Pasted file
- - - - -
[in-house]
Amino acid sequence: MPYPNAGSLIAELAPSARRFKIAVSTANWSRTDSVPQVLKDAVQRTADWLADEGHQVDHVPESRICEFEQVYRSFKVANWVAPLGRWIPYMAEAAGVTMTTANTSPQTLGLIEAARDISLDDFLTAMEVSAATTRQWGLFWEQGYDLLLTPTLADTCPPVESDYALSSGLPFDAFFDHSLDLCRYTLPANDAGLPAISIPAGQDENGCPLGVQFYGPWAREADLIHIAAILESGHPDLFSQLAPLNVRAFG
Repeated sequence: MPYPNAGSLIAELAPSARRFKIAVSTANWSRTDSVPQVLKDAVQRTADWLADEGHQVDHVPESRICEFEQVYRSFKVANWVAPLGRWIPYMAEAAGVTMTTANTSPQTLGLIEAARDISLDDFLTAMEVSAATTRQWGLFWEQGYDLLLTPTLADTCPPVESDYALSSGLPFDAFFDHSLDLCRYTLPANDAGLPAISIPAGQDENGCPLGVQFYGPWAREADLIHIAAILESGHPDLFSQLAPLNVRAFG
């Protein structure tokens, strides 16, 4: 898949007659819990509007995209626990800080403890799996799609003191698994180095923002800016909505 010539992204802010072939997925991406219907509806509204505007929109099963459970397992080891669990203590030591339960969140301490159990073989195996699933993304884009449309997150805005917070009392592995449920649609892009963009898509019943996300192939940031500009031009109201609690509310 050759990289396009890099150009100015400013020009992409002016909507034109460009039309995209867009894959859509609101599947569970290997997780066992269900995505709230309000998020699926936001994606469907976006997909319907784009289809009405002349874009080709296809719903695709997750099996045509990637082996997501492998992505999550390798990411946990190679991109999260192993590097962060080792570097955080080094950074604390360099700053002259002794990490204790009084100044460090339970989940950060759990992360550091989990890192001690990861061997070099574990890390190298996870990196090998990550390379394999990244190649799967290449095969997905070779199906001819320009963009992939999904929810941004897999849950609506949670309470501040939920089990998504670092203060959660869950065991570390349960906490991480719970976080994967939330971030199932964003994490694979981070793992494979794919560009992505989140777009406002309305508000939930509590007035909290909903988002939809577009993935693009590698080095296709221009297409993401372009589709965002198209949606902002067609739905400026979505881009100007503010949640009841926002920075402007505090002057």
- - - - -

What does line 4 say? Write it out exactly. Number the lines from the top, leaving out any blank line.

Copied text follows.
């Protein structure tokens, strides 16, 4: 898949007659819990509007995209626990800080403890799996799609003191698994180095923002800016909505 010539992204802010072939997925991406219907509806509204505007929109099963459970397992080891669990203590030591339960969140301490159990073989195996699933993304884009449309997150805005917070009392592995449920649609892009963009898509019943996300192939940031500009031009109201609690509310 050759990289396009890099150009100015400013020009992409002016909507034109460009039309995209867009894959859509609101599947569970290997997780066992269900995505709230309000998020699926936001994606469907976006997909319907784009289809009405002349874009080709296809719903695709997750099996045509990637082996997501492998992505999550390798990411946990190679991109999260192993590097962060080792570097955080080094950074604390360099700053002259002794990490204790009084100044460090339970989940950060759990992360550091989990890192001690990861061997070099574990890390190298996870990196090998990550390379394999990244190649799967290449095969997905070779199906001819320009963009992939999904929810941004897999849950609506949670309470501040939920089990998504670092203060959660869950065991570390349960906490991480719970976080994967939330971030199932964003994490694979981070793992494979794919560009992505989140777009406002309305508000939930509590007035909290909903988002939809577009993935693009590698080095296709221009297409993401372009589709965002198209949606902002067609739905400026979505881009100007503010949640009841926002920075402007505090002057």